Full disclosure: I am a die-hard R6 lover. I have owned my 2008 Yamaha R6 since 2013 and it has innumerable track days and club racing miles on it. Like any other inline-four, 600 cc addict, the news of the R7 made me physically twitch with indignation. Replace the R6 with this MT-07 in wolf’s clothing? Preposterous! I really wanted to hate the R7 when I threw a leg over it. I rode it on city blocks, my favorite back country roads, and at the track trying to build the case I had already formulated in my head. But, the truth is, the R7 was endearing in unexpected ways.
My harshest critique of the MT-07 was centered on its lack of performance in handling, and it is nice to see that the R7 has remedied most of those ailments. The upgrades in braking and suspension had me charging into the corners with loads of confidence. This performance comes at a cost, of course, and that cost is rider comfort. The riding position is very aggressive, which should not be a surprise on a sport bike, particularly for one carrying the “R” badge in Yamaha’s lineup.
The CP2 motor is still as fun and playful as I remembered from the MT-07. I think it can be best described as “quick but not fast.” With a sensitive throttle response and a beefy bottom end, the R7 launches off the line in a manner that is most gratifying. However, in the upper mid-range of the powerband at higher speeds, say trying to overtake a slow car on a split-lane country road or on a long straightaway at the track, the engine shows its limitations.
Am I going to sell my R6? Absolutely not. That doesn’t mean, however, that I don’t see or appreciate a place for the R7 in the marketplace. The sales data here in the United States has clearly shown that lightweight sport bikes have been the strongest segment for several years running, and when these riders start graduating to the next bike they have not been choosing pedigree racing machines like the R6. So, a new breed is born in the R7, and if it means more sport enthusiasts to the fold then I welcome it with open arms.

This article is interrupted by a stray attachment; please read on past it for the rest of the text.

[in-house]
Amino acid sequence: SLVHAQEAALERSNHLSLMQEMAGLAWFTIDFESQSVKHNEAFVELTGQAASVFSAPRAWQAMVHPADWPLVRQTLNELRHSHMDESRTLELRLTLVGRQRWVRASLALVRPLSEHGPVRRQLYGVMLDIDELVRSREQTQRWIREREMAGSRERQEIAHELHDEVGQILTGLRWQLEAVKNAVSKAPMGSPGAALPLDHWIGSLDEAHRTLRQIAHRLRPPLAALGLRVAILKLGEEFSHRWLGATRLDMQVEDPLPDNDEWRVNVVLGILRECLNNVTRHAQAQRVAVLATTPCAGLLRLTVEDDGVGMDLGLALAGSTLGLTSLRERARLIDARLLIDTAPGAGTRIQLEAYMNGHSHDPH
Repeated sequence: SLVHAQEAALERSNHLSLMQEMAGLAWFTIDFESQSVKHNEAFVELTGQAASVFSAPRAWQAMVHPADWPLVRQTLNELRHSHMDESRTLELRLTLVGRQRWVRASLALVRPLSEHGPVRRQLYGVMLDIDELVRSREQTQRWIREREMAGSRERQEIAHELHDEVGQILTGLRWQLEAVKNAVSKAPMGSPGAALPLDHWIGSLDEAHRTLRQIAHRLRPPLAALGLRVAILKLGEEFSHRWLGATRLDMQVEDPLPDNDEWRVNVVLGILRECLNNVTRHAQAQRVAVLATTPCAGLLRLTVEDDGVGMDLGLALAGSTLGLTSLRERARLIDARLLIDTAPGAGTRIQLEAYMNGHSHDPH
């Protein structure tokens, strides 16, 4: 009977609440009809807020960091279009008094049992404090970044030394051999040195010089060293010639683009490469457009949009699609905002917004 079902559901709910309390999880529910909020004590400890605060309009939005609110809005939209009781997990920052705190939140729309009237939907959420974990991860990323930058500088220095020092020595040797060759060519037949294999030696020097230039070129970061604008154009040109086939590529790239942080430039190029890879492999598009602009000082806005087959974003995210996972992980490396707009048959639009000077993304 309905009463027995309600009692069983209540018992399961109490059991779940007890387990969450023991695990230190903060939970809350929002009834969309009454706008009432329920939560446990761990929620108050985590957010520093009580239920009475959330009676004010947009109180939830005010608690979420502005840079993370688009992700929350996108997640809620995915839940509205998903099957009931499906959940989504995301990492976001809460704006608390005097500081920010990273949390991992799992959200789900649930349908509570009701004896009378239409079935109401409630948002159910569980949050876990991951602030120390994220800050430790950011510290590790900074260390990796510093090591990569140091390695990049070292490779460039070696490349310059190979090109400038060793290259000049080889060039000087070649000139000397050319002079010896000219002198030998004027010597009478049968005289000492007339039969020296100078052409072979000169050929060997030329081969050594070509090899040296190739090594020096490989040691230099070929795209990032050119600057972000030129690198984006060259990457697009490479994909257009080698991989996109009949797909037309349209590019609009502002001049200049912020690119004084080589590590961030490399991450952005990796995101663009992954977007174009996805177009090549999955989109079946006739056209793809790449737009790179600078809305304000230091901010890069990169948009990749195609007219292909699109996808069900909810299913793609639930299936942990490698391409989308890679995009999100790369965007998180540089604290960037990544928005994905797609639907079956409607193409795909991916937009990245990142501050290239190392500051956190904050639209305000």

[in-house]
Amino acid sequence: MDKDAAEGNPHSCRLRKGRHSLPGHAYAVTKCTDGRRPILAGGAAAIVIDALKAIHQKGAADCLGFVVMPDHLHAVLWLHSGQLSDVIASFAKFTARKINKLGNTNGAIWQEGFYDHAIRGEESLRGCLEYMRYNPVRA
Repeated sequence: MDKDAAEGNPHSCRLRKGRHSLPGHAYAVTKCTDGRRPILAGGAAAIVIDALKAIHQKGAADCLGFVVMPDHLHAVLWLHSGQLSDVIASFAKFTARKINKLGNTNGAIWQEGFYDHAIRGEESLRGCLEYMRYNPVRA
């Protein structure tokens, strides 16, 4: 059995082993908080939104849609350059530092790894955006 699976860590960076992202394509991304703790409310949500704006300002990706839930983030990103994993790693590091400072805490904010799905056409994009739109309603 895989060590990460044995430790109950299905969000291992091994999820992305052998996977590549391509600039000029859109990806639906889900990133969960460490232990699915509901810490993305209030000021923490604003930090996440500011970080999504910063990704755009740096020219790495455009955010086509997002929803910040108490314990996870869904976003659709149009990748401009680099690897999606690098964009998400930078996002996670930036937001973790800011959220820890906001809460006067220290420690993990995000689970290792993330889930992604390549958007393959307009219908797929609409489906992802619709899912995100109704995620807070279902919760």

My initial take on this R7 was that Yamaha missed the mark. I was really impressed with Aprilia’s RS660 — because it’s fast and sporty and yet comfortable enough to ride all day — and I thought if Yamaha could just follow that same recipe, minus some electronic luxuries and selling for a couple thousand bucks less, it would be sitting on a winner. Instead, it seemed like the BluCru did 80 percent of the work but in the end made the R7 too racy and uncomfortable to make sense.
To be clear, I love that the R7 is a more practical sport bike than an R6, because so many people who think they need an R6 simply do not. As Ari pointed out, the R6 only makes more power in five-digit revs, plus the R7’s lumpy twin makes as much torque at 3,000 rpm as the R6 does at 9,000 rpm. Riding it on the track is what really surprised me. In stock trim it’s a little loose and a good rider definitely won't get the same kind of precision or feel as they might on, say, an RS660. Then again, the blend of aggressive ergonomics and 65-ish horsepower that felt odd on the street is totally charming at a track day, and this thing handles well enough for anyone outside an expert-level race paddock. In other words, this bike is ready to scratch just about any itch a prospective R6 owner had or has, with less expense for Yamaha to build and less cost to the consumer.
I even rode the R7 back to back with Kawasaki’s Ninja 400 and came away thinking this new Yamaha would be an exciting and sensible step up for any Ninja 400 track rider. "Sensible" doesn’t necessarily write the checks, though. We don’t ride motorcycles because they make sense. So, maybe this is an uncomfortable or slightly impractical street bike. How many of those do we all see on any given ride? The R7’s introduction to the market will be an interesting test of who wants a sport bike because it looks and feels like a sport bike, and who is more attached to the idea of a 15,000 rpm rev limit than they care to admit.
|2022 Yamaha YZF-R7|
|Engine||689 cc, liquid-cooled, 8-valve, parallel twin|
|Frame||Steel-tube semi backbone|
|Front suspension||KYB 41 mm fork, adjustable spring preload, compression and rebound damping; 5.1 inches of travel|
|Rear suspension||KYB shock, adjustable spring preload, rebound damping; 5.1 inches of travel|
|Front brake||ADVICS four-piston calipers, 298 mm discs with ABS|
|Rear brake||Nissin single-piston caliper, 245 mm disc with ABS|
|Rake, trail||23.4 degrees, 3.5 inches|
|Seat height||32.9 inches|
|Fuel capacity||3.4 gallons|
|Tires||Bridgestone BATTLAX S22; 120/70-ZR17 front, 180/55-ZR17 rear|
|Measured weight||415 pounds|